strongly suggests that the universe is not eternal, but that it had
a beginning. In addition, if the non-personal universe is that
which is eternal, one must explain the presence of personal
creatures within that universe. How does personal come from non-personal?
If something is eternal and personal while the universe
is finite and non-personal, then there must be an eternal
If there is an eternal being, that being
must by definition have certain characteristics. He must have
always existed, and he must be the ultimate cause of all that we
can see. He must possess infinite knowledge, or else he himself
would be limited, not eternal. Similarly, he must possess infinite
power and an unchanging nature. We do not have to go very far with
these arguments to realize that we are describing the God of the
One of the questions asked most
frequently concerning this cosmological argument is, "Where did God
come from?" While it is reasonable to ask this question about the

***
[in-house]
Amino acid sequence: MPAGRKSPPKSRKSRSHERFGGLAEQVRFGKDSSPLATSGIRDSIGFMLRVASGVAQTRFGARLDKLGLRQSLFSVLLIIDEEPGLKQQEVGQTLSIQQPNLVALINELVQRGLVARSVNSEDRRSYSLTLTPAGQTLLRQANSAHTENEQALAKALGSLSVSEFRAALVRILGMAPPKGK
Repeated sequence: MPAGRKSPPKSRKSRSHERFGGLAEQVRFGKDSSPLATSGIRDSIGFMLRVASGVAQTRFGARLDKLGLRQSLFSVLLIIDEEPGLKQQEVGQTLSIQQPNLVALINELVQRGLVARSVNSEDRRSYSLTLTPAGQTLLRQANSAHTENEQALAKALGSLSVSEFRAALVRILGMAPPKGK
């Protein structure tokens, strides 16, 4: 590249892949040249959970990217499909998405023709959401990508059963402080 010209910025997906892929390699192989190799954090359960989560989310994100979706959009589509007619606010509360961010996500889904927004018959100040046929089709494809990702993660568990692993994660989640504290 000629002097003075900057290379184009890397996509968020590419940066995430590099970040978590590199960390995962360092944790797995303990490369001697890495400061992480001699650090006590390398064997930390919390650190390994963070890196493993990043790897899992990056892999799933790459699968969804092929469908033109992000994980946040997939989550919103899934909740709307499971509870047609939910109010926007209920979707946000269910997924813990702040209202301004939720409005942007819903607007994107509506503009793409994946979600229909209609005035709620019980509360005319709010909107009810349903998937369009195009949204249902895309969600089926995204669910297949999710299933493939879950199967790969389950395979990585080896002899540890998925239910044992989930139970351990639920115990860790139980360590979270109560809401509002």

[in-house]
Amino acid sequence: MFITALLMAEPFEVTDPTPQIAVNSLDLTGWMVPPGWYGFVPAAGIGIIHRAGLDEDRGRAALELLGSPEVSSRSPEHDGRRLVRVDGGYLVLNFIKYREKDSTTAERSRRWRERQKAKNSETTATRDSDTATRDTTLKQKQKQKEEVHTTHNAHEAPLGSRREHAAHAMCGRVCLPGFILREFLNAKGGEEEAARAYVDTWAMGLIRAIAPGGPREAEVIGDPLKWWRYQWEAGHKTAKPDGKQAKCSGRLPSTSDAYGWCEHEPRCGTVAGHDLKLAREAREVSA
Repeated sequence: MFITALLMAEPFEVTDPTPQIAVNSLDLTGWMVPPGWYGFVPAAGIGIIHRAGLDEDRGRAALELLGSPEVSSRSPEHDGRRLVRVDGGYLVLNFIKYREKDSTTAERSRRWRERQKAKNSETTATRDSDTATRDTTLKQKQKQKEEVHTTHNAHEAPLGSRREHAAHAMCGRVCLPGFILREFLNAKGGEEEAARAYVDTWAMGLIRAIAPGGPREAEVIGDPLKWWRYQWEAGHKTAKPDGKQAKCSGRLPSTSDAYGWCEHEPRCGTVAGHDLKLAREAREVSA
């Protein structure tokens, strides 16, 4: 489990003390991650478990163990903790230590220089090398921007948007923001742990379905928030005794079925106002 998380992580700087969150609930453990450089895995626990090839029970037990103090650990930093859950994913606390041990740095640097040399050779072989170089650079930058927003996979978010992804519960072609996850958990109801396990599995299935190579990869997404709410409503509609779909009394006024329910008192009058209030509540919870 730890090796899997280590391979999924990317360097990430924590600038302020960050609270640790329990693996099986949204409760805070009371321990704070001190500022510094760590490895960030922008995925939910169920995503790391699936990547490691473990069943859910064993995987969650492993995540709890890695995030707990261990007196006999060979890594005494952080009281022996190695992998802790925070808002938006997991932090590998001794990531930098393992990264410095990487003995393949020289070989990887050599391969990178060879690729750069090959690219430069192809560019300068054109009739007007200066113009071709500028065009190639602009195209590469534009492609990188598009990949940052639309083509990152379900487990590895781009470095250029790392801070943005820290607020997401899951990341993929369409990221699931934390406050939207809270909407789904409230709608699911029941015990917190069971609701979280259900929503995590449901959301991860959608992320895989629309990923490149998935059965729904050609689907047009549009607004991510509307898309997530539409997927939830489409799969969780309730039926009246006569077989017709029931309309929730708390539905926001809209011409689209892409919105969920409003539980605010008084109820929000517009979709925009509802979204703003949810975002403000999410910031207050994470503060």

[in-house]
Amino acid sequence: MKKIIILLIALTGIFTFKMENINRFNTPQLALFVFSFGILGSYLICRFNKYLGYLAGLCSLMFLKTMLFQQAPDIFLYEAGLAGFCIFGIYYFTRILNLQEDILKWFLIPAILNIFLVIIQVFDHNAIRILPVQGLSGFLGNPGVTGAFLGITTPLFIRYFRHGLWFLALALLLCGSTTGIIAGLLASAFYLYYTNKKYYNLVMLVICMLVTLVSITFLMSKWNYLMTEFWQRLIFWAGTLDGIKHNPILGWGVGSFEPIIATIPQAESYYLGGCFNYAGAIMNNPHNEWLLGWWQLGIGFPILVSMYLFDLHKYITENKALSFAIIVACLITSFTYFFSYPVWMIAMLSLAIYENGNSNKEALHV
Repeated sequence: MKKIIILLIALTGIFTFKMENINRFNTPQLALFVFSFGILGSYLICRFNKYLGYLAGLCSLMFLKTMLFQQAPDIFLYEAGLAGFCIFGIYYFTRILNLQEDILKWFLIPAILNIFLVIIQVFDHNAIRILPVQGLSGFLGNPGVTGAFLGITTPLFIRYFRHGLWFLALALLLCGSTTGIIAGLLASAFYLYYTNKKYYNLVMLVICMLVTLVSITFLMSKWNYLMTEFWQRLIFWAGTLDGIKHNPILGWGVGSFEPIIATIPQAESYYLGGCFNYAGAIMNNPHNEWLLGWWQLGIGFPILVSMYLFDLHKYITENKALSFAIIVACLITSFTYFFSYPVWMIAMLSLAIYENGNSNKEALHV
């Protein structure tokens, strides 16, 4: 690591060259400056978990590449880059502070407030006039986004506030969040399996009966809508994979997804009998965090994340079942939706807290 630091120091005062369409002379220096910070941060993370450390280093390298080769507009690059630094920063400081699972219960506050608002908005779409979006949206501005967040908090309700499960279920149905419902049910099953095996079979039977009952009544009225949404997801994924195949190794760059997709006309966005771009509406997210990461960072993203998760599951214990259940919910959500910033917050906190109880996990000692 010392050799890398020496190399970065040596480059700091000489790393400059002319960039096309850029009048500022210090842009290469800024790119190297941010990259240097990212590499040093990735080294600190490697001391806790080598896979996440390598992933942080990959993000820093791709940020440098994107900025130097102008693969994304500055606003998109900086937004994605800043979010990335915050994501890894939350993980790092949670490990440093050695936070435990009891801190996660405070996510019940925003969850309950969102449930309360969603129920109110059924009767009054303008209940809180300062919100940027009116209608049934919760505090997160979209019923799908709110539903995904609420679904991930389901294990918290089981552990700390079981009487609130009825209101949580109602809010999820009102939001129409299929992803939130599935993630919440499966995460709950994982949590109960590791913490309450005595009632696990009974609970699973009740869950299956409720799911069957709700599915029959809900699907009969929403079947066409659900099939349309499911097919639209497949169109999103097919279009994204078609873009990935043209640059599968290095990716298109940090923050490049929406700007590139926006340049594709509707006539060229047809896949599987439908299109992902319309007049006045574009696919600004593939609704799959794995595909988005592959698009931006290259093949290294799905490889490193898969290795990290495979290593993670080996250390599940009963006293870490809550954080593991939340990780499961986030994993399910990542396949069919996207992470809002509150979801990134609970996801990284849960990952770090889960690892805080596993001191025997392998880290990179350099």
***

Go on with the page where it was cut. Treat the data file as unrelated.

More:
universe, since as stated above, the strongest evidence argues for
a universe which had a beginning. Asking that same question of God
is irrational, since it implies of Him something found only in the
finite universe: time. By definition, something eternal must
exist outside both time and space. God has no beginning; He
IS (Exod. 3:14).
- The Teleological Argument
Another philosophical argument for the
existence of God is the teleological argument. This comes
from the Greek word telos, meaning "end" or "goal." The idea
behind this argument is that the observable order in the universe
demonstrates that it functions according to an intelligent design.
The classic expression of this argument is William Paley's analogy